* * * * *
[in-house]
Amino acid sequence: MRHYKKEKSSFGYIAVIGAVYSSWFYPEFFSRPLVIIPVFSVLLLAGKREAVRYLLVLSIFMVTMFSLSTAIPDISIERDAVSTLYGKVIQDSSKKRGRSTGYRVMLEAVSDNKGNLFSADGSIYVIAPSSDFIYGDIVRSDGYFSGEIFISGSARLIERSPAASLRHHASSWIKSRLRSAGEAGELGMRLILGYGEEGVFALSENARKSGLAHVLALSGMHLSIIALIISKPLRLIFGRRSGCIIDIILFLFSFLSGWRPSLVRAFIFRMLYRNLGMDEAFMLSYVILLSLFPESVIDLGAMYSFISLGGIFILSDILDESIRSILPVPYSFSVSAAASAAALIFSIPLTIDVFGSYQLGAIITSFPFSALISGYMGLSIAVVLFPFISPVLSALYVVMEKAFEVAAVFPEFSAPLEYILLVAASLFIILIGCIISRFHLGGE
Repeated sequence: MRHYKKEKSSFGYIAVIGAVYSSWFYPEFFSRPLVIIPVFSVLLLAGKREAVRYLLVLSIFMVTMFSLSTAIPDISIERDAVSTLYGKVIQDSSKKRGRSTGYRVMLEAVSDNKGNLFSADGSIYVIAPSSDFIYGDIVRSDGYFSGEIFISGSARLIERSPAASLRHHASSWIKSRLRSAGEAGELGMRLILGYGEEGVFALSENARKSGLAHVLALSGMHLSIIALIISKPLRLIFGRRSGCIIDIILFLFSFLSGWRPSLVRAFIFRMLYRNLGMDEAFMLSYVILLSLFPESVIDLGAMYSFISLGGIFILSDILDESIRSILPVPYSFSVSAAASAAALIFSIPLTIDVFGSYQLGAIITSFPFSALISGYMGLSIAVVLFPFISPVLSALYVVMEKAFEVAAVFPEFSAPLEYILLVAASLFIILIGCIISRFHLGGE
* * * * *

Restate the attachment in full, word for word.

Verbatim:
[in-house]
Amino acid sequence: MRHYKKEKSSFGYIAVIGAVYSSWFYPEFFSRPLVIIPVFSVLLLAGKREAVRYLLVLSIFMVTMFSLSTAIPDISIERDAVSTLYGKVIQDSSKKRGRSTGYRVMLEAVSDNKGNLFSADGSIYVIAPSSDFIYGDIVRSDGYFSGEIFISGSARLIERSPAASLRHHASSWIKSRLRSAGEAGELGMRLILGYGEEGVFALSENARKSGLAHVLALSGMHLSIIALIISKPLRLIFGRRSGCIIDIILFLFSFLSGWRPSLVRAFIFRMLYRNLGMDEAFMLSYVILLSLFPESVIDLGAMYSFISLGGIFILSDILDESIRSILPVPYSFSVSAAASAAALIFSIPLTIDVFGSYQLGAIITSFPFSALISGYMGLSIAVVLFPFISPVLSALYVVMEKAFEVAAVFPEFSAPLEYILLVAASLFIILIGCIISRFHLGGE
Repeated sequence: MRHYKKEKSSFGYIAVIGAVYSSWFYPEFFSRPLVIIPVFSVLLLAGKREAVRYLLVLSIFMVTMFSLSTAIPDISIERDAVSTLYGKVIQDSSKKRGRSTGYRVMLEAVSDNKGNLFSADGSIYVIAPSSDFIYGDIVRSDGYFSGEIFISGSARLIERSPAASLRHHASSWIKSRLRSAGEAGELGMRLILGYGEEGVFALSENARKSGLAHVLALSGMHLSIIALIISKPLRLIFGRRSGCIIDIILFLFSFLSGWRPSLVRAFIFRMLYRNLGMDEAFMLSYVILLSLFPESVIDLGAMYSFISLGGIFILSDILDESIRSILPVPYSFSVSAAASAAALIFSIPLTIDVFGSYQLGAIITSFPFSALISGYMGLSIAVVLFPFISPVLSALYVVMEKAFEVAAVFPEFSAPLEYILLVAASLFIILIGCIISRFHLGGE